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Special Issue "Cellulose Fibers"

A special issue of Fibers (ISSN 2079-6439).

Deadline for manuscript submissions: closed (15 September 2014).

Special Issue Editors

Prof. Dr. Noureddine Abidi
E-Mail Website
Guest Editor
Fiber and Biopolymer Research Instutute, Department of Plant and Soil Science, Texas Tech University, Lubbock, TX 79403, USA
Interests: cotton fibers physical and chemical properties; cellulose; dissolution; functionalization; FTIR microspectroscopy; smart textiles
Special Issues and Collections in MDPI journals
Prof. Dr. Pedro Fardim
E-Mail Website
Guest Editor
Deparment of Chemical Engineering, University of Leuven, Celestijnenlaan 200F, 3001 Leuven, Belgium
Interests: biomaterials; bionanohydrids; biomass engineering; biostructures; polysaccharides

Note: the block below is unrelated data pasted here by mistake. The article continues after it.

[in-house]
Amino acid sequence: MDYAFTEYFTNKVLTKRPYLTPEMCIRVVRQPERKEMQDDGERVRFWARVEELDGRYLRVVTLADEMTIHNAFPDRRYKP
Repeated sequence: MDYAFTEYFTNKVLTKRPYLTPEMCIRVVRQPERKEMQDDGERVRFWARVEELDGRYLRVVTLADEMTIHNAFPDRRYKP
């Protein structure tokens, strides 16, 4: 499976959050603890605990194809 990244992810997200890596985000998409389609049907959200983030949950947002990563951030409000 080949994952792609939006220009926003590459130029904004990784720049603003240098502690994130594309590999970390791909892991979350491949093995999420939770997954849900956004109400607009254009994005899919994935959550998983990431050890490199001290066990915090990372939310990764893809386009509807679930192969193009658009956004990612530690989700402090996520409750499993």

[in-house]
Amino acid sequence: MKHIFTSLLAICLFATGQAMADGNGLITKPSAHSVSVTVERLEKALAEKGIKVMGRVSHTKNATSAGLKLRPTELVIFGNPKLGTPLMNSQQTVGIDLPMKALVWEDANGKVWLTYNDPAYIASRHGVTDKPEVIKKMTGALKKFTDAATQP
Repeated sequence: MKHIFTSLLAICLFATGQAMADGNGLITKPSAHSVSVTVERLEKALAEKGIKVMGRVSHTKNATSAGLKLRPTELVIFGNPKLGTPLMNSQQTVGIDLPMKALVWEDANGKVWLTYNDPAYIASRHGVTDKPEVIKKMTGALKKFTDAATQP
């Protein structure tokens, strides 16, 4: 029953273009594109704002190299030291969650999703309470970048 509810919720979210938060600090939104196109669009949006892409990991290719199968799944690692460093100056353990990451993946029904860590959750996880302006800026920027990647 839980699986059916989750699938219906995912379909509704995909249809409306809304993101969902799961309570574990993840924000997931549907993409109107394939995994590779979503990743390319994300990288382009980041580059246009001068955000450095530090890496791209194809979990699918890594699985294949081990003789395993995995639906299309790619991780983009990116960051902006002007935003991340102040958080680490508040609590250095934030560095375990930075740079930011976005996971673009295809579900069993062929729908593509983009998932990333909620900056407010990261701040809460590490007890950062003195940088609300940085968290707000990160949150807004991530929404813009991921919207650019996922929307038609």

Special Issues and Collections in MDPI journals
Prof. Dr. Kecheng Li
E-Mail Website
Guest Editor
15 Dineen Dr., P.O. Box 4400, Rm E230, Head Hall, Fredericton, NB E3B 5A3, Canada

Special Issue Information

Dear Colleagues,

Cellulose is obtained from cotton, wood, and other plants. Cellulose is natural cellulose macromolecules with repeating anhydroglucose units (b(1-4)D glcuopyrranose).  On each unit, there are three available hydroxyl groups.  These hydroxyl groups serve as sites for water molecules absorption by establishing many hydrogen bonds with the cellulose macromolecules. Cotton fibers are composed of 95% cellulose. After scouring and bleaching, cotton fibers are composed 100% of cellulose.  The degree of polymerization of cellulose in cotton fibers varies between 8,000 and 15,000.  Cotton fibers are directly spun into yarn and then woven or knitted fabrics are made.  Wood contains about 40-50% cellulose.  Cellulose from wood is converted to fibers through different chemical processes.  Rayon, cellulose acetate, cellulose acetate, and lyocell are the major commercial fibers manufactured.  The objective of this special issue is to focus on the main cellulose fibers: cotton, rayon (viscose), cellulose acetate, cellulose triacetate, and lyocell.  Original research as well as review papers are invited for this special issue.